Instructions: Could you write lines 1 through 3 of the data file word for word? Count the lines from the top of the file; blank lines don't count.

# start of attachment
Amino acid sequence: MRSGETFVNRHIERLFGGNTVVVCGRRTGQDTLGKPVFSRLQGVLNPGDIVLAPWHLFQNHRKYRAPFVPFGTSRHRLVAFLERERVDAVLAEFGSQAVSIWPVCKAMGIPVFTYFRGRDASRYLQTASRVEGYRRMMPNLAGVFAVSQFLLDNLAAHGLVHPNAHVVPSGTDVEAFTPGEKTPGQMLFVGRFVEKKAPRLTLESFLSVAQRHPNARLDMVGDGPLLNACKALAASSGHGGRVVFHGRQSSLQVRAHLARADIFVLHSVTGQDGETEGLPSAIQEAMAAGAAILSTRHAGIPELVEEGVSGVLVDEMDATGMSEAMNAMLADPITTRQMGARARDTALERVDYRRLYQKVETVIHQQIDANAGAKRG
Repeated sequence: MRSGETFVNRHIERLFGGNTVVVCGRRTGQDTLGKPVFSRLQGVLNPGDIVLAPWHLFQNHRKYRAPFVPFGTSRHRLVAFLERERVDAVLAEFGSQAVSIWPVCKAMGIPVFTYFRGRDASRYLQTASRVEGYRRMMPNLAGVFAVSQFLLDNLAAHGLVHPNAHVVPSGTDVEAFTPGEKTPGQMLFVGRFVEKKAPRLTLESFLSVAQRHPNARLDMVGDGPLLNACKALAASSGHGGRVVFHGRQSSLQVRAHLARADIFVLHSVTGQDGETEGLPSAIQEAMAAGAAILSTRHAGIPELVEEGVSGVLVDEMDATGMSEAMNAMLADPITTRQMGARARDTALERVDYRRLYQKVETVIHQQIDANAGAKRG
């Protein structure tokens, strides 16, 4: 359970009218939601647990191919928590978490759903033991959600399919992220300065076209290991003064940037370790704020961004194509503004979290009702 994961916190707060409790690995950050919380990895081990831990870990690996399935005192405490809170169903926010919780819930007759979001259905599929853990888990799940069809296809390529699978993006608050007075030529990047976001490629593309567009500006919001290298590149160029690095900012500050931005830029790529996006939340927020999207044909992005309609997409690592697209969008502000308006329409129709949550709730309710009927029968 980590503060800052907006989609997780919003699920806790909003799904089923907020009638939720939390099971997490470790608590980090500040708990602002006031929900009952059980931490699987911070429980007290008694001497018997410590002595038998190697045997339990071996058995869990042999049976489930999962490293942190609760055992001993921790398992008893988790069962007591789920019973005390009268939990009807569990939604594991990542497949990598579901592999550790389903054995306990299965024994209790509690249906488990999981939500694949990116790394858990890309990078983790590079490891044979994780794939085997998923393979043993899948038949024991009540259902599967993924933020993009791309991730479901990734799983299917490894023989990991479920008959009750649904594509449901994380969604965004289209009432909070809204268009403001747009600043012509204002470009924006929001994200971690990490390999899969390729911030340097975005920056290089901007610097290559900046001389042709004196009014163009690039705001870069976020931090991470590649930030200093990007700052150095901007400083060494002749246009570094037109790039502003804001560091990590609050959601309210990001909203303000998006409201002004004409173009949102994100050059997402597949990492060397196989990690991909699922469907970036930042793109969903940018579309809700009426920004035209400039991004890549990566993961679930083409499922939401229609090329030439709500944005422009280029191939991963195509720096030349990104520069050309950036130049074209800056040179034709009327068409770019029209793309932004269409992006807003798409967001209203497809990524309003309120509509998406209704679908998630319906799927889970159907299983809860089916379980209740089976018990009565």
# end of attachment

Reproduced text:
Amino acid sequence: MRSGETFVNRHIERLFGGNTVVVCGRRTGQDTLGKPVFSRLQGVLNPGDIVLAPWHLFQNHRKYRAPFVPFGTSRHRLVAFLERERVDAVLAEFGSQAVSIWPVCKAMGIPVFTYFRGRDASRYLQTASRVEGYRRMMPNLAGVFAVSQFLLDNLAAHGLVHPNAHVVPSGTDVEAFTPGEKTPGQMLFVGRFVEKKAPRLTLESFLSVAQRHPNARLDMVGDGPLLNACKALAASSGHGGRVVFHGRQSSLQVRAHLARADIFVLHSVTGQDGETEGLPSAIQEAMAAGAAILSTRHAGIPELVEEGVSGVLVDEMDATGMSEAMNAMLADPITTRQMGARARDTALERVDYRRLYQKVETVIHQQIDANAGAKRG
Repeated sequence: MRSGETFVNRHIERLFGGNTVVVCGRRTGQDTLGKPVFSRLQGVLNPGDIVLAPWHLFQNHRKYRAPFVPFGTSRHRLVAFLERERVDAVLAEFGSQAVSIWPVCKAMGIPVFTYFRGRDASRYLQTASRVEGYRRMMPNLAGVFAVSQFLLDNLAAHGLVHPNAHVVPSGTDVEAFTPGEKTPGQMLFVGRFVEKKAPRLTLESFLSVAQRHPNARLDMVGDGPLLNACKALAASSGHGGRVVFHGRQSSLQVRAHLARADIFVLHSVTGQDGETEGLPSAIQEAMAAGAAILSTRHAGIPELVEEGVSGVLVDEMDATGMSEAMNAMLADPITTRQMGARARDTALERVDYRRLYQKVETVIHQQIDANAGAKRG
């Protein structure tokens, strides 16, 4: 359970009218939601647990191919928590978490759903033991959600399919992220300065076209290991003064940037370790704020961004194509503004979290009702 994961916190707060409790690995950050919380990895081990831990870990690996399935005192405490809170169903926010919780819930007759979001259905599929853990888990799940069809296809390529699978993006608050007075030529990047976001490629593309567009500006919001290298590149160029690095900012500050931005830029790529996006939340927020999207044909992005309609997409690592697209969008502000308006329409129709949550709730309710009927029968 980590503060800052907006989609997780919003699920806790909003799904089923907020009638939720939390099971997490470790608590980090500040708990602002006031929900009952059980931490699987911070429980007290008694001497018997410590002595038998190697045997339990071996058995869990042999049976489930999962490293942190609760055992001993921790398992008893988790069962007591789920019973005390009268939990009807569990939604594991990542497949990598579901592999550790389903054995306990299965024994209790509690249906488990999981939500694949990116790394858990890309990078983790590079490891044979994780794939085997998923393979043993899948038949024991009540259902599967993924933020993009791309991730479901990734799983299917490894023989990991479920008959009750649904594509449901994380969604965004289209009432909070809204268009403001747009600043012509204002470009924006929001994200971690990490390999899969390729911030340097975005920056290089901007610097290559900046001389042709004196009014163009690039705001870069976020931090991470590649930030200093990007700052150095901007400083060494002749246009570094037109790039502003804001560091990590609050959601309210990001909203303000998006409201002004004409173009949102994100050059997402597949990492060397196989990690991909699922469907970036930042793109969903940018579309809700009426920004035209400039991004890549990566993961679930083409499922939401229609090329030439709500944005422009280029191939991963195509720096030349990104520069050309950036130049074209800056040179034709009327068409770019029209793309932004269409992006807003798409967001209203497809990524309003309120509509998406209704679908998630319906799927889970159907299983809860089916379980209740089976018990009565």